Below are Evergreen Gavekal's Likes/Dislikes for November 19th, 2021.
OUR CURRENT LIKES AND DISLIKES
Changes highlighted in bold.
Arguably, the attention-grabbing market news this week was the sharp correction in the crypto currencies. The bellwether, Bitcoin, has tumbled 14.4% from its recent peak but it is still up a stunning 100% this year. It continues to be my view—as overly cautious as it has been—that there is a severe shakeout coming in crypto-land due to intensifying scrutiny of the “stable coin” Tether which is the main funding medium for Bitcoin purchases. If I’m right, and there is another 50% dive looming for Bitcoin, that could create a solid buying opportunity, at least for the aggressive portion of an investor’s portfolio.
Personally, hard assets with practical applications remain my preferred way to protect purchasing power against what continue to be spectacularly stimulative monetary policies by the Fed. Copper and silver are two examples of this preference due to the increasing demand these commodities are nearly certain to experience. In turn, this is a function of the massive expansion looming from both solar panel production and electric vehicles (EVs) proliferation.
Oil prices are under pressure as a result of the reality of worsening Covid news in Europe. On a less real basis, the International Energy Agency’s forecast of an oil surplus next year has been another source of weakness, as have releases from the US Strategic Petroleum reserves. (Over time, these tend to be more bullish than bearish and this one smacks of desperation on the part of the Biden administration.) The fact of the matter is that the IEA has drastically underestimated oil demand for the last twenty years and, particularly, since 2014. Over the latter timeframe the demand measurement shortfall now amounts to roughly 2.8 billion barrels! Moreover, it is also projecting a highly improbable—based on the spending starvation that has persisted among energy producers for most of the last eight years--production increase of 3 million barrels per day next year.
Accordingly, this pull-back in the energy complex is unsurprising based on how much oil, natural gas and the related equities have risen in price this year. The correction may well have further to go but long-term investors, who believe that persistent shortages are more likely than the IEA’s glut forecast, should use the weakness to engage in dollar-cost-averaging, especially in energy issues that have come down hard.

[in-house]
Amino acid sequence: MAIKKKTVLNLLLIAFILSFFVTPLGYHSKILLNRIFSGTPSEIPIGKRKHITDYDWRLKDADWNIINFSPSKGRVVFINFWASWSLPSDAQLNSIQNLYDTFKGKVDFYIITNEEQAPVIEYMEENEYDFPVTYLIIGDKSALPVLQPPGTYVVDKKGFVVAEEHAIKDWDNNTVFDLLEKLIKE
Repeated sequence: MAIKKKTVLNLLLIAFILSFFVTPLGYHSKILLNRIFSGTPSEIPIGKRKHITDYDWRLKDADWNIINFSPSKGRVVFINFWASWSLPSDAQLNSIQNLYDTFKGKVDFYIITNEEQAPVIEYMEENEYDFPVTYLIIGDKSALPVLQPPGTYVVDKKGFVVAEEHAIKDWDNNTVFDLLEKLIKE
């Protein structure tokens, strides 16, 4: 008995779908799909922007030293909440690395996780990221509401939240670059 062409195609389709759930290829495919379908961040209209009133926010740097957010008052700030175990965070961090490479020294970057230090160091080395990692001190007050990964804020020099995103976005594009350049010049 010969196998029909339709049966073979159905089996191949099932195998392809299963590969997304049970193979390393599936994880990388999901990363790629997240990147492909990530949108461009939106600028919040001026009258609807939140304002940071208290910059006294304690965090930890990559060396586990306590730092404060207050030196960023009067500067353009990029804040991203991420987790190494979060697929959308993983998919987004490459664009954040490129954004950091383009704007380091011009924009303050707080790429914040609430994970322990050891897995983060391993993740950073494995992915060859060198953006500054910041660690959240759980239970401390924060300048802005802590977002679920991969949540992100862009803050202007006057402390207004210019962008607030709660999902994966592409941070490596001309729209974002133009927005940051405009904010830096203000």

As far as the stock market goes, there are some warning signs appearing despite the steady cadence of new highs in the S&P and the NASDAQ. There are now almost double the number of stocks making new 52-week lows versus highs. And in a sign of how much froth there is these days, the list of stocks selling at 10 times sales or more is double what it was at the height of the dotcom bubble of the late 1990s. (Thank you, David Rosenberg, for both of these factoids.)
Bonds have been generally stable this week, catching a bid, as traders say, as a consequence of Covid lock-down fears in Europe and a strong dollar. The latter continues to rally but, unusually, so is gold. Bullion has had an upside breakout on a technical basis this week but, typically, the dollar and gold move in opposite directions. Gold mining shares have naturally benefited from the yellow metal’s price revival. I’m sure it comes as no surprise to EVA readers that this author remains highly bullish on the long-term outlook for precious metals which should be even more precious in an era of immense debt monetization and currency debasement by the planet’s leading central banks.
DISCLOSURE: This material has been prepared or is distributed solely for informational purposes only and is not a solicitation or an offer to buy any security or instrument or to participate in any trading strategy. Any opinions, recommendations, and assumptions included in this presentation are based upon current market conditions, reflect our judgment as of the date of this presentation, and are subject to change. Past performance is no guarantee of future results. All investments involve risk including the loss of principal. All material presented is compiled from sources believed to be reliable, but accuracy cannot be guaranteed and Evergreen makes no representation as to its accuracy or completeness. Securities highlighted or discussed in this communication are mentioned for illustrative purposes only and are not a recommendation for these securities. Evergreen actively manages client portfolios and securities discussed in this communication may or may not be held in such portfolios at any given time.